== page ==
When and why did your concern for recreating means of air and maritime transport in sculptures and paintings appear?
In fact, this begins at the beginning of the 80s when I was interested, together with the machines in which I already showed some interest, in discovering new territories and, above all, two unknown worlds, such as the bottom of the sea and outer space.
The machines that I started to make by then are machines that allow you to travel to these territories: submarines, airplanes… In the end, they are machines that allow you to dream, as well as to explore this whole world, all this interesting territory.
What reaction do you expect the viewer to have to your works?
Expect… I don’t expect anything. I try to perhaps awake some emotion in the person, in the people who see the work, and that some memory would arise, some small memory retained in time… And, when you view the work, this ends up emerging.
What do you want to symbolize with the sculpture that you have donated to Eyes of the world? What message do you intend to give? What inspired you?
In fact the sculpture is based on one of the recurring themes in my work, which appears from time to time, which is the theme of the boat.
The boat has this shape to a certain extent as very sweet, as if it were a smile. Viewed from above it has an elliptical shape, which is like the shape of the eye. And, in this case, I placed an earth globe on top, the representation of a golden earth globe, which would represent an iris, the pupil, and seen from above, we can see an eye.
The shape of the golden globe: gold evokes in me in some way to everything sacred, what is important, and, as it has this effect (it has a gold plating and has a mirror effect) in the end, when you are looking at it, you are seeing yourself. All this refers to travel, your memory, memories, projects…
Your work shows in museums and galleries around the world, but have you ever collaborated with an NGO like Eyes of the world before?
In the 90s and until the early 2000s there were many social entities and many NGOs and organizations that asked artists for some kind of collaboration, either with the donation of a work for auction or a contribution to the art fund. And that was common. Lately this doesn’t happen that often.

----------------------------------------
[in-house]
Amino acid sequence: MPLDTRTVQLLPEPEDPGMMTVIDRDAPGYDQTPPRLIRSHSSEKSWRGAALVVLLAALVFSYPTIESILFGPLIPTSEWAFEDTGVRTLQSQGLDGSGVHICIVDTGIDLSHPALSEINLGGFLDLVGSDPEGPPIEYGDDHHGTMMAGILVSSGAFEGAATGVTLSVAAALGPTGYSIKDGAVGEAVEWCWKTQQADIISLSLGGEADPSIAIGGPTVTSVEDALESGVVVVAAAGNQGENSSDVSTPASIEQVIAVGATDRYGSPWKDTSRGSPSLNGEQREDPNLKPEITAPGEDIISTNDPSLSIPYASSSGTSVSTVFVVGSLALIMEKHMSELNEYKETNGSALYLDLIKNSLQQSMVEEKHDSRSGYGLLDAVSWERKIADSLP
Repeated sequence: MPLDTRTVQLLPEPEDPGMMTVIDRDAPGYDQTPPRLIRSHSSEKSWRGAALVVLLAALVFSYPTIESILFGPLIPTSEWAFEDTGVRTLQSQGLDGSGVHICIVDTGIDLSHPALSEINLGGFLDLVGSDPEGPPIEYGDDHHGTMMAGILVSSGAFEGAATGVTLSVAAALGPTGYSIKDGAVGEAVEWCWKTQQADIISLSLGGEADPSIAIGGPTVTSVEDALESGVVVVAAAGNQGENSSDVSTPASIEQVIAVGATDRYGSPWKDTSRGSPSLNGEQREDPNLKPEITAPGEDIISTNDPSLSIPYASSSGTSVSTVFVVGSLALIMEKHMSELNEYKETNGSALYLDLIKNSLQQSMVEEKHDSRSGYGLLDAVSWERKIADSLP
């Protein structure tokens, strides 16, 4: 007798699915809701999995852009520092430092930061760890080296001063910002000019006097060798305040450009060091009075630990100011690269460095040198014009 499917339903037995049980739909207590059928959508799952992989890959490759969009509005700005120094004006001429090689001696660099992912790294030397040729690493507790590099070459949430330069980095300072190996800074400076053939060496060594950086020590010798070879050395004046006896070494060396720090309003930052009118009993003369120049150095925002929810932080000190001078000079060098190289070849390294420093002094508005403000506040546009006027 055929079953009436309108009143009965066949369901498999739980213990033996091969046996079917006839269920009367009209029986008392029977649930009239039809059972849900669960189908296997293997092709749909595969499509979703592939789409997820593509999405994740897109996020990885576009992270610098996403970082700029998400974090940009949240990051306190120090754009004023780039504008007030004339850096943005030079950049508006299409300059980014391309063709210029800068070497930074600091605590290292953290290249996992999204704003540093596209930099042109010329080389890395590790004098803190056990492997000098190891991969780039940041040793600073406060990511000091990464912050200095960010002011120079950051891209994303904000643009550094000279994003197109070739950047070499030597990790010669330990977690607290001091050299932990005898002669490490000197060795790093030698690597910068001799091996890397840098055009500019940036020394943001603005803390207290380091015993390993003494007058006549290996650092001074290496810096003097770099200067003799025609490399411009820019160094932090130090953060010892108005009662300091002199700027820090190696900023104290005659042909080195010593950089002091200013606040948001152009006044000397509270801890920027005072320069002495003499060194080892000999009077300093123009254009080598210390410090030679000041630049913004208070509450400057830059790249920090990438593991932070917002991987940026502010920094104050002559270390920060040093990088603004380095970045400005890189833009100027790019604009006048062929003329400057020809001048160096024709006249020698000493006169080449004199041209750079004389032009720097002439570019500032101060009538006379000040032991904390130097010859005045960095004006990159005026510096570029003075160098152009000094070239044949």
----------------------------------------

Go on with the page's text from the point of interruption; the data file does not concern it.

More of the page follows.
I especially remember a collaboration that was important to me, which was with the Red Cross.
Which role do you think art should have in transformation and social justice?
Art has a role in the field of culture. By itself perhaps it does not achieve many things, but in terms of human values, in terms of the fact that man is enriched, in that it makes us all more supportive, more collaborative, in that in some way it opens our eyes to sensitivity… brings values, all this exploration, all this attempt to achieve social justice for all.
Are you aware about the problems that exist in the countries where Eyes of the world works in reference to eye health? What is your opinion of the work done by the Eyes of the world Foundation?
In fact, I know about it very tangentially, as I have read about it through press releases that I could read in the newspaper, in magazines, and perhaps, sporadically, a friend who was traveling brought some news of how the situation was in general due to poverty or misery, in some cases in many of these countries. In fact, it has been through contact with Eyes of the world that I have learned much more about this problem and the work they are doing, which I find absolutely impressive.
With what three words would you define the Foundation?
In three words: science, generosity and values.